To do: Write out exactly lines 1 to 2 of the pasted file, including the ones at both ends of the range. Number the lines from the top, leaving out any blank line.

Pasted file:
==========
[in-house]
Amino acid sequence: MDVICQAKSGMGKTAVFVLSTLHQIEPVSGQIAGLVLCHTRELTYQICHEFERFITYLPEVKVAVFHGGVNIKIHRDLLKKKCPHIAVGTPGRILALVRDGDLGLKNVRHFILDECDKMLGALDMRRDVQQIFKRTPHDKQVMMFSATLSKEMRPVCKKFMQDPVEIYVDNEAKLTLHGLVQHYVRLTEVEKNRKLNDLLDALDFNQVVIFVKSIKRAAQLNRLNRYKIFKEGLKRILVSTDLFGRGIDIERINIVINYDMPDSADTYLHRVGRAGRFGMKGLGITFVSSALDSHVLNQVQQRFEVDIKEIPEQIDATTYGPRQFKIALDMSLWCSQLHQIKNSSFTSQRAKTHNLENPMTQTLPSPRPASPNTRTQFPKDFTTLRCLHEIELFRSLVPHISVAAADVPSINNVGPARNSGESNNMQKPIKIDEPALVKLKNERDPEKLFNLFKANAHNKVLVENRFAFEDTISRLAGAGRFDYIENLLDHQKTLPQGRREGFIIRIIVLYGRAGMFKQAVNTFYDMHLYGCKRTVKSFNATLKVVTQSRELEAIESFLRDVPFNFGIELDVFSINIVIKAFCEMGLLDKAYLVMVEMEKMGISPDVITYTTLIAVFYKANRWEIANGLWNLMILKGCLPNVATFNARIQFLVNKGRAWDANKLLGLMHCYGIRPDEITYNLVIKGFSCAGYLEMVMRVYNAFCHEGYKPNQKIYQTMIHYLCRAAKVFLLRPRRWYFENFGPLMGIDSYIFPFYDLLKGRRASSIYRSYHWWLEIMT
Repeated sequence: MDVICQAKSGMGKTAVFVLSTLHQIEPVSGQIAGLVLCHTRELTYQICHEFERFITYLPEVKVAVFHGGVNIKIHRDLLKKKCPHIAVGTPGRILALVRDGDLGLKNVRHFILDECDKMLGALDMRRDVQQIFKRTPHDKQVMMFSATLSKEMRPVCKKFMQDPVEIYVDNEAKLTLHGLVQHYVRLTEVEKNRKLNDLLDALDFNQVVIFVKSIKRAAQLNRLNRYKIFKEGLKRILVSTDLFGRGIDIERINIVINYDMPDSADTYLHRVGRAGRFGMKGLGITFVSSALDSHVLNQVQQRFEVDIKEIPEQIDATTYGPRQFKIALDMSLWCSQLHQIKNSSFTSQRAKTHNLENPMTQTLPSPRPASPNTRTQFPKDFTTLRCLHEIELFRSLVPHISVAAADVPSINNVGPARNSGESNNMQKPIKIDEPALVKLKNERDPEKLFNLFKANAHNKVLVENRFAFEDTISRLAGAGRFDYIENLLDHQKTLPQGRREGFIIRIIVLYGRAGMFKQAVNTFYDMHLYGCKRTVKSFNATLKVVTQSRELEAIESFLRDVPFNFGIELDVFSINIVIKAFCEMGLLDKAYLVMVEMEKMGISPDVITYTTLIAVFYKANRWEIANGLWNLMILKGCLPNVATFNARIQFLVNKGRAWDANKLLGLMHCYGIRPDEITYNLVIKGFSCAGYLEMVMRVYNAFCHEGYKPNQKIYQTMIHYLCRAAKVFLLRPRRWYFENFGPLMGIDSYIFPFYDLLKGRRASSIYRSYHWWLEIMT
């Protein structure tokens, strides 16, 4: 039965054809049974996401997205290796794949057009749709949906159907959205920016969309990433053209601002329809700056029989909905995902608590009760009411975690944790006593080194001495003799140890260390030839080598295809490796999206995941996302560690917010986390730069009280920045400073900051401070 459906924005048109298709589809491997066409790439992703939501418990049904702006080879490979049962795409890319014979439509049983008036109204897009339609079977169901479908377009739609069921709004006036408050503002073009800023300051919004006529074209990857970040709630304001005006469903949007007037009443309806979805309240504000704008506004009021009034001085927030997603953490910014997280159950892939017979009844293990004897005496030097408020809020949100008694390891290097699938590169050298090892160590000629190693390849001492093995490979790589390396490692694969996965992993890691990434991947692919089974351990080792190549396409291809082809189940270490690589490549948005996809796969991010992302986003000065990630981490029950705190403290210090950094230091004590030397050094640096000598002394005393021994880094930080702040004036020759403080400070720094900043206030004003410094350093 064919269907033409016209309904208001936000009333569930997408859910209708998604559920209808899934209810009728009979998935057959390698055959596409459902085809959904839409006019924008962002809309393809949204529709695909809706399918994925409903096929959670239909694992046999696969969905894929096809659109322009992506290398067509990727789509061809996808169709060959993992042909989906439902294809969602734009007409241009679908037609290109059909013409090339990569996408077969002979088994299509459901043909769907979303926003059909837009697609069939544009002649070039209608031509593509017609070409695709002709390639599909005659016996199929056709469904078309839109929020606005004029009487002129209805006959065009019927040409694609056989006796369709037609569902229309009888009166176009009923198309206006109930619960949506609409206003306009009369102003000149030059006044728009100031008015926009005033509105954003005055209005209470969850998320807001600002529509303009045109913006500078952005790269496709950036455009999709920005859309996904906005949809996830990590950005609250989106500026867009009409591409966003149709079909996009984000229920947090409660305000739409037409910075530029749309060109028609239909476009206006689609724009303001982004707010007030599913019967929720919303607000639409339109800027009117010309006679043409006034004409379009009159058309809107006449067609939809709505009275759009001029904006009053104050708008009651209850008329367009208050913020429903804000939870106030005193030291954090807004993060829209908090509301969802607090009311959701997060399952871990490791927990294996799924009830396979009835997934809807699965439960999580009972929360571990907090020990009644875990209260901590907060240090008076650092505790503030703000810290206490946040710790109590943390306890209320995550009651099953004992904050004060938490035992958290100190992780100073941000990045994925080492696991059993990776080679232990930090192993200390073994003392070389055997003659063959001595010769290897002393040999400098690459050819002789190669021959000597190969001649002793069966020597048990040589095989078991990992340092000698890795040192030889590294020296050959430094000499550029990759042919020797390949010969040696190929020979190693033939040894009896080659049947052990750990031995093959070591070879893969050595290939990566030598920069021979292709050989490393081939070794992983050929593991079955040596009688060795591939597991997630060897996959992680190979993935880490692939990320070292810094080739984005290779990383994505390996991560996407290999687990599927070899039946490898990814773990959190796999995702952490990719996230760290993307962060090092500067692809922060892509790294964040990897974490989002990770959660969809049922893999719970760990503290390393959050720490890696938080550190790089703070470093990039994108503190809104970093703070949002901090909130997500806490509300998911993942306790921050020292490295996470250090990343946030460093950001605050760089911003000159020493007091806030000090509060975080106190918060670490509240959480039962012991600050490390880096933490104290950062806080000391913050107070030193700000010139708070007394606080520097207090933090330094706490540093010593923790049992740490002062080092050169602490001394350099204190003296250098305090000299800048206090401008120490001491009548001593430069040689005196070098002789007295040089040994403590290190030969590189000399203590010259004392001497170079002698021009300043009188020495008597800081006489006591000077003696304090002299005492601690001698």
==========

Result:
[in-house]
Amino acid sequence: MDVICQAKSGMGKTAVFVLSTLHQIEPVSGQIAGLVLCHTRELTYQICHEFERFITYLPEVKVAVFHGGVNIKIHRDLLKKKCPHIAVGTPGRILALVRDGDLGLKNVRHFILDECDKMLGALDMRRDVQQIFKRTPHDKQVMMFSATLSKEMRPVCKKFMQDPVEIYVDNEAKLTLHGLVQHYVRLTEVEKNRKLNDLLDALDFNQVVIFVKSIKRAAQLNRLNRYKIFKEGLKRILVSTDLFGRGIDIERINIVINYDMPDSADTYLHRVGRAGRFGMKGLGITFVSSALDSHVLNQVQQRFEVDIKEIPEQIDATTYGPRQFKIALDMSLWCSQLHQIKNSSFTSQRAKTHNLENPMTQTLPSPRPASPNTRTQFPKDFTTLRCLHEIELFRSLVPHISVAAADVPSINNVGPARNSGESNNMQKPIKIDEPALVKLKNERDPEKLFNLFKANAHNKVLVENRFAFEDTISRLAGAGRFDYIENLLDHQKTLPQGRREGFIIRIIVLYGRAGMFKQAVNTFYDMHLYGCKRTVKSFNATLKVVTQSRELEAIESFLRDVPFNFGIELDVFSINIVIKAFCEMGLLDKAYLVMVEMEKMGISPDVITYTTLIAVFYKANRWEIANGLWNLMILKGCLPNVATFNARIQFLVNKGRAWDANKLLGLMHCYGIRPDEITYNLVIKGFSCAGYLEMVMRVYNAFCHEGYKPNQKIYQTMIHYLCRAAKVFLLRPRRWYFENFGPLMGIDSYIFPFYDLLKGRRASSIYRSYHWWLEIMT